Moore, Samuel A. (ed.), Issues in Open Research Data (London: Ubiquity Press, 2014).
Bringing together contributed chapters on a wide variety of topics, Issues in Open Research Data is a highly informative volume of great current interest. It’s also an open access book, available to read or download online and released under a CC BY license. Three of the nine chapters have been previously published, but benefit from inclusion here. In the interest of full disclosure, I’m listed as a book supporter (through unglue.it) in the initial pages.
In his Editor’s Introduction, Samuel A. Moore introduces the Panton Principles for data sharing, inspired by the idea that “sharing data is simply better for science.” Moore believes each principle builds on the previous one:
- When publishing data, make an explicit and robust statement of your wishes.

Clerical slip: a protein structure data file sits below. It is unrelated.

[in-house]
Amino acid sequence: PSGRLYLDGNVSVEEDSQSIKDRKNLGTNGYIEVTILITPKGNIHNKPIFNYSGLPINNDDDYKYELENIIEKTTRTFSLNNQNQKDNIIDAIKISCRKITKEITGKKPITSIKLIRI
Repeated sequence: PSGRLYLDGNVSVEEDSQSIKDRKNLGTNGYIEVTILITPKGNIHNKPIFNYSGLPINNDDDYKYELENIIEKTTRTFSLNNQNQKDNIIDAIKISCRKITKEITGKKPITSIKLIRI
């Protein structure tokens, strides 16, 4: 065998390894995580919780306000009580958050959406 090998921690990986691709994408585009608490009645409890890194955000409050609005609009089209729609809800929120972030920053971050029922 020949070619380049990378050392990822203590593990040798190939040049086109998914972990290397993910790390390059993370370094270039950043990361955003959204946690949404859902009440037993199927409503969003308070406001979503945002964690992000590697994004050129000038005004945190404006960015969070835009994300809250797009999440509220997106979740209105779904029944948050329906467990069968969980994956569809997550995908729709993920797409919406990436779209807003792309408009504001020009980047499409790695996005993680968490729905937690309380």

- Use a recognized waiver or license that is appropriate for data.
- If you want your data to be effectively used and added to by others, it should be open as defined by the Open Knowledge/Data Definition— in particular, non-commercial and other restrictive clauses should not be used.
- Explicit dedication of data underlying published science into the public domain via PDDL or CC0 is strongly recommended and ensures compliance with both the Science Commons Protocol for Implementing Open Access Data and the Open Knowledge/Data Definition.
In “Open Content Mining” Peter Murray-Rust, Jennifer C. Molloy and Diane Cabell make a number of important points regarding text and data mining (TDM). Both publisher restrictions and law (recently liberalized in the UK) can block TDM. And publisher contracts with libraries, often made under non-disclosure agreements, can override copyright and database rights. This chapter also includes a useful table of the TDM restrictions of major journal publishers. (Those interested in exploring further may want to check out ContentMine.)